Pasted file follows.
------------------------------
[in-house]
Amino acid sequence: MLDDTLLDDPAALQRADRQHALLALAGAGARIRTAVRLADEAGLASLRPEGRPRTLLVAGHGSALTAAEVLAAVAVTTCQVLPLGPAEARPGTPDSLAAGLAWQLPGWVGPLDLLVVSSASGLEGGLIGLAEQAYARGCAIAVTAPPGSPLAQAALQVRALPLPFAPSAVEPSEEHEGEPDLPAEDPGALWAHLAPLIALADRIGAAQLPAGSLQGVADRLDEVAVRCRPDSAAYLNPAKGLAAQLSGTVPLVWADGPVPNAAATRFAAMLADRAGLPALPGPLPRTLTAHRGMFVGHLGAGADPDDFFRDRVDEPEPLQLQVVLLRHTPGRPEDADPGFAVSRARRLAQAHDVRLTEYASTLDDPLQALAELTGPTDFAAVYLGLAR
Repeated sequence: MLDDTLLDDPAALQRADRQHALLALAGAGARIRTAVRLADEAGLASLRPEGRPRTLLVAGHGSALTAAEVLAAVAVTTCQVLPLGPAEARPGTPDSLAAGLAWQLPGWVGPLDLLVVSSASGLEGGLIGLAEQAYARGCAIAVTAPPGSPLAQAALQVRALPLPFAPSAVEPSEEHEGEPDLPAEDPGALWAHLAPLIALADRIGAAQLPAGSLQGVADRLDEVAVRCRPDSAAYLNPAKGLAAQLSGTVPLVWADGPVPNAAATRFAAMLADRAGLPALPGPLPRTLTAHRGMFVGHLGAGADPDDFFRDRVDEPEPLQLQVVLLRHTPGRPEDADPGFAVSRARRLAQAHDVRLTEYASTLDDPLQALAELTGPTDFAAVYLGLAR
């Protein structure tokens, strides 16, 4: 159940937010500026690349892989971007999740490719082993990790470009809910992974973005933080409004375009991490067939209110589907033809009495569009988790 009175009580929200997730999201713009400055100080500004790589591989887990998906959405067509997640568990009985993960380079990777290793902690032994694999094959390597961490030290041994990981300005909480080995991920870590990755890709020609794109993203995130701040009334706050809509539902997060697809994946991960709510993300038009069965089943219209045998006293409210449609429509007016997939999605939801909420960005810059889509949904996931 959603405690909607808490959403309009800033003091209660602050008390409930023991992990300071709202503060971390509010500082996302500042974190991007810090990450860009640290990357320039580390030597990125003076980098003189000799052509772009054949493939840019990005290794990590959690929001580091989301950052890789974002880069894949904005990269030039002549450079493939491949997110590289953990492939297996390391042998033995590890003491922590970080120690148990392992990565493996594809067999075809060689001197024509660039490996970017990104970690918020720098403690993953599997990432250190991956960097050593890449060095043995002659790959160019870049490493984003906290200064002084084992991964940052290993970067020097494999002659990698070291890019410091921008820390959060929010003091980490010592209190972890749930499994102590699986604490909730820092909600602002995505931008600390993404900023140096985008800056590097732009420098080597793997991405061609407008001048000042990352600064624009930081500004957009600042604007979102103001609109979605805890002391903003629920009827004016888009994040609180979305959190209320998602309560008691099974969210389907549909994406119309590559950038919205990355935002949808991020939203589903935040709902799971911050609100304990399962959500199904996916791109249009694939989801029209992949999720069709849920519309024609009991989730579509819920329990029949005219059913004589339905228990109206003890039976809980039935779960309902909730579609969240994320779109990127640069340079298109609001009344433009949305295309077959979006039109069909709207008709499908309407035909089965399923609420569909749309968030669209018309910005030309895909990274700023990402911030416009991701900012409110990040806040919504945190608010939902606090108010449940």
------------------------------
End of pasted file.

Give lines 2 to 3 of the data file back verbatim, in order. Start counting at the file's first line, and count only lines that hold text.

Amino acid sequence: MLDDTLLDDPAALQRADRQHALLALAGAGARIRTAVRLADEAGLASLRPEGRPRTLLVAGHGSALTAAEVLAAVAVTTCQVLPLGPAEARPGTPDSLAAGLAWQLPGWVGPLDLLVVSSASGLEGGLIGLAEQAYARGCAIAVTAPPGSPLAQAALQVRALPLPFAPSAVEPSEEHEGEPDLPAEDPGALWAHLAPLIALADRIGAAQLPAGSLQGVADRLDEVAVRCRPDSAAYLNPAKGLAAQLSGTVPLVWADGPVPNAAATRFAAMLADRAGLPALPGPLPRTLTAHRGMFVGHLGAGADPDDFFRDRVDEPEPLQLQVVLLRHTPGRPEDADPGFAVSRARRLAQAHDVRLTEYASTLDDPLQALAELTGPTDFAAVYLGLAR
Repeated sequence: MLDDTLLDDPAALQRADRQHALLALAGAGARIRTAVRLADEAGLASLRPEGRPRTLLVAGHGSALTAAEVLAAVAVTTCQVLPLGPAEARPGTPDSLAAGLAWQLPGWVGPLDLLVVSSASGLEGGLIGLAEQAYARGCAIAVTAPPGSPLAQAALQVRALPLPFAPSAVEPSEEHEGEPDLPAEDPGALWAHLAPLIALADRIGAAQLPAGSLQGVADRLDEVAVRCRPDSAAYLNPAKGLAAQLSGTVPLVWADGPVPNAAATRFAAMLADRAGLPALPGPLPRTLTAHRGMFVGHLGAGADPDDFFRDRVDEPEPLQLQVVLLRHTPGRPEDADPGFAVSRARRLAQAHDVRLTEYASTLDDPLQALAELTGPTDFAAVYLGLAR